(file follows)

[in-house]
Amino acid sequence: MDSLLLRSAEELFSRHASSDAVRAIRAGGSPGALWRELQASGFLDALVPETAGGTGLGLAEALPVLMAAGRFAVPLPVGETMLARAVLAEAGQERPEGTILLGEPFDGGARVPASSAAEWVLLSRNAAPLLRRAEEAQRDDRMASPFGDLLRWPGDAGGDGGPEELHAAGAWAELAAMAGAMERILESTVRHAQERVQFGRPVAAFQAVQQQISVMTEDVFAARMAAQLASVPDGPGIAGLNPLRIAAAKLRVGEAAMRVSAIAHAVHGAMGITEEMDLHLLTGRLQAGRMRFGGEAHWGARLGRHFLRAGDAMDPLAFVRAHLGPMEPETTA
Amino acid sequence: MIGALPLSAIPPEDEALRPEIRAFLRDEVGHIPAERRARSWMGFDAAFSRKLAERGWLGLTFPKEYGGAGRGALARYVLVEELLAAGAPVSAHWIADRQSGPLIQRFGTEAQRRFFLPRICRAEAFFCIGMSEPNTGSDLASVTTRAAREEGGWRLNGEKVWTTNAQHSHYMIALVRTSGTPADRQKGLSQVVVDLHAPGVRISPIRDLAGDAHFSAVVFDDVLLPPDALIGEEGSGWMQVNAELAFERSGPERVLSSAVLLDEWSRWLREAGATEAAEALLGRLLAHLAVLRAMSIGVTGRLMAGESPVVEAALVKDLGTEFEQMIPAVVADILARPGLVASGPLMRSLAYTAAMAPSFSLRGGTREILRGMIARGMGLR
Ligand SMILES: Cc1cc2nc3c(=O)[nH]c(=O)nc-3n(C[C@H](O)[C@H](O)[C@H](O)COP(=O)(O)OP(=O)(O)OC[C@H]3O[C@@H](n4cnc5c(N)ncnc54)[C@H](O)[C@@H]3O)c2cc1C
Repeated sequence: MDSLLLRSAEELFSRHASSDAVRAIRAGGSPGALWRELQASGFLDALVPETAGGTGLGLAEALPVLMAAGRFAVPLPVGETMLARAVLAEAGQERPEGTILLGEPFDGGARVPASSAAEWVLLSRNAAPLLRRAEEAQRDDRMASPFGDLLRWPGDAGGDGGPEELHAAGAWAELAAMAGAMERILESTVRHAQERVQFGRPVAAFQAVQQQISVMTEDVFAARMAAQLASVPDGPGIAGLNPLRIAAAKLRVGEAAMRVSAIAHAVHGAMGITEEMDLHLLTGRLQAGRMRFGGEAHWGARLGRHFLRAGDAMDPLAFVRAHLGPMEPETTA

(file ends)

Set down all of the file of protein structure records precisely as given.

[in-house]
Amino acid sequence: MDSLLLRSAEELFSRHASSDAVRAIRAGGSPGALWRELQASGFLDALVPETAGGTGLGLAEALPVLMAAGRFAVPLPVGETMLARAVLAEAGQERPEGTILLGEPFDGGARVPASSAAEWVLLSRNAAPLLRRAEEAQRDDRMASPFGDLLRWPGDAGGDGGPEELHAAGAWAELAAMAGAMERILESTVRHAQERVQFGRPVAAFQAVQQQISVMTEDVFAARMAAQLASVPDGPGIAGLNPLRIAAAKLRVGEAAMRVSAIAHAVHGAMGITEEMDLHLLTGRLQAGRMRFGGEAHWGARLGRHFLRAGDAMDPLAFVRAHLGPMEPETTA
Amino acid sequence: MIGALPLSAIPPEDEALRPEIRAFLRDEVGHIPAERRARSWMGFDAAFSRKLAERGWLGLTFPKEYGGAGRGALARYVLVEELLAAGAPVSAHWIADRQSGPLIQRFGTEAQRRFFLPRICRAEAFFCIGMSEPNTGSDLASVTTRAAREEGGWRLNGEKVWTTNAQHSHYMIALVRTSGTPADRQKGLSQVVVDLHAPGVRISPIRDLAGDAHFSAVVFDDVLLPPDALIGEEGSGWMQVNAELAFERSGPERVLSSAVLLDEWSRWLREAGATEAAEALLGRLLAHLAVLRAMSIGVTGRLMAGESPVVEAALVKDLGTEFEQMIPAVVADILARPGLVASGPLMRSLAYTAAMAPSFSLRGGTREILRGMIARGMGLR
Ligand SMILES: Cc1cc2nc3c(=O)[nH]c(=O)nc-3n(C[C@H](O)[C@H](O)[C@H](O)COP(=O)(O)OP(=O)(O)OC[C@H]3O[C@@H](n4cnc5c(N)ncnc54)[C@H](O)[C@@H]3O)c2cc1C
Repeated sequence: MDSLLLRSAEELFSRHASSDAVRAIRAGGSPGALWRELQASGFLDALVPETAGGTGLGLAEALPVLMAAGRFAVPLPVGETMLARAVLAEAGQERPEGTILLGEPFDGGARVPASSAAEWVLLSRNAAPLLRRAEEAQRDDRMASPFGDLLRWPGDAGGDGGPEELHAAGAWAELAAMAGAMERILESTVRHAQERVQFGRPVAAFQAVQQQISVMTEDVFAARMAAQLASVPDGPGIAGLNPLRIAAAKLRVGEAAMRVSAIAHAVHGAMGITEEMDLHLLTGRLQAGRMRFGGEAHWGARLGRHFLRAGDAMDPLAFVRAHLGPMEPETTA